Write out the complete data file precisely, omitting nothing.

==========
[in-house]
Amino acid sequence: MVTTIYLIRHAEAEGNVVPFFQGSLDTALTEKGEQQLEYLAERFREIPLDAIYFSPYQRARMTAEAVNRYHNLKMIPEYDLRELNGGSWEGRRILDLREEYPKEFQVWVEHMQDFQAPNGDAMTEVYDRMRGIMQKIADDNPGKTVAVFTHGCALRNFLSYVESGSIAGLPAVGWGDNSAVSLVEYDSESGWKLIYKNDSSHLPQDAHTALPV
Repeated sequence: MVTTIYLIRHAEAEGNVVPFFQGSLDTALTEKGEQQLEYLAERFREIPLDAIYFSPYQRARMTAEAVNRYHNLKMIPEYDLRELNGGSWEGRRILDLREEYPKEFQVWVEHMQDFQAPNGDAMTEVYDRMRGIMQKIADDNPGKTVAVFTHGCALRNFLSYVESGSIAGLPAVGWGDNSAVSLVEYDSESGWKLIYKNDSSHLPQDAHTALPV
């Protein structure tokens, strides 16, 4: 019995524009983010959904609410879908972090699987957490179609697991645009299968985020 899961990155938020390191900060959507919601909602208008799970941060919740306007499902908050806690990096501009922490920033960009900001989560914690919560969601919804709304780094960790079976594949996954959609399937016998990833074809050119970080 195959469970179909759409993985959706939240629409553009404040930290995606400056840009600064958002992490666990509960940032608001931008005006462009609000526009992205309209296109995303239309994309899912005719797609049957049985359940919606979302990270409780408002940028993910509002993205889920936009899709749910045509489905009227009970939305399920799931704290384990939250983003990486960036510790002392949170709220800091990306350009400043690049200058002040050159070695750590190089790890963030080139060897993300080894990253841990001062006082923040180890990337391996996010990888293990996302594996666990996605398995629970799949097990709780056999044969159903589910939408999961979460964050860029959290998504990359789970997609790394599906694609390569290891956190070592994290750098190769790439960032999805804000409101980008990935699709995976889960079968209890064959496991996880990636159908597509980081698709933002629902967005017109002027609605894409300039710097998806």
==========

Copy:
[in-house]
Amino acid sequence: MVTTIYLIRHAEAEGNVVPFFQGSLDTALTEKGEQQLEYLAERFREIPLDAIYFSPYQRARMTAEAVNRYHNLKMIPEYDLRELNGGSWEGRRILDLREEYPKEFQVWVEHMQDFQAPNGDAMTEVYDRMRGIMQKIADDNPGKTVAVFTHGCALRNFLSYVESGSIAGLPAVGWGDNSAVSLVEYDSESGWKLIYKNDSSHLPQDAHTALPV
Repeated sequence: MVTTIYLIRHAEAEGNVVPFFQGSLDTALTEKGEQQLEYLAERFREIPLDAIYFSPYQRARMTAEAVNRYHNLKMIPEYDLRELNGGSWEGRRILDLREEYPKEFQVWVEHMQDFQAPNGDAMTEVYDRMRGIMQKIADDNPGKTVAVFTHGCALRNFLSYVESGSIAGLPAVGWGDNSAVSLVEYDSESGWKLIYKNDSSHLPQDAHTALPV
């Protein structure tokens, strides 16, 4: 019995524009983010959904609410879908972090699987957490179609697991645009299968985020 899961990155938020390191900060959507919601909602208008799970941060919740306007499902908050806690990096501009922490920033960009900001989560914690919560969601919804709304780094960790079976594949996954959609399937016998990833074809050119970080 195959469970179909759409993985959706939240629409553009404040930290995606400056840009600064958002992490666990509960940032608001931008005006462009609000526009992205309209296109995303239309994309899912005719797609049957049985359940919606979302990270409780408002940028993910509002993205889920936009899709749910045509489905009227009970939305399920799931704290384990939250983003990486960036510790002392949170709220800091990306350009400043690049200058002040050159070695750590190089790890963030080139060897993300080894990253841990001062006082923040180890990337391996996010990888293990996302594996666990996605398995629970799949097990709780056999044969159903589910939408999961979460964050860029959290998504990359789970997609790394599906694609390569290891956190070592994290750098190769790439960032999805804000409101980008990935699709995976889960079968209890064959496991996880990636159908597509980081698709933002629902967005017109002027609605894409300039710097998806």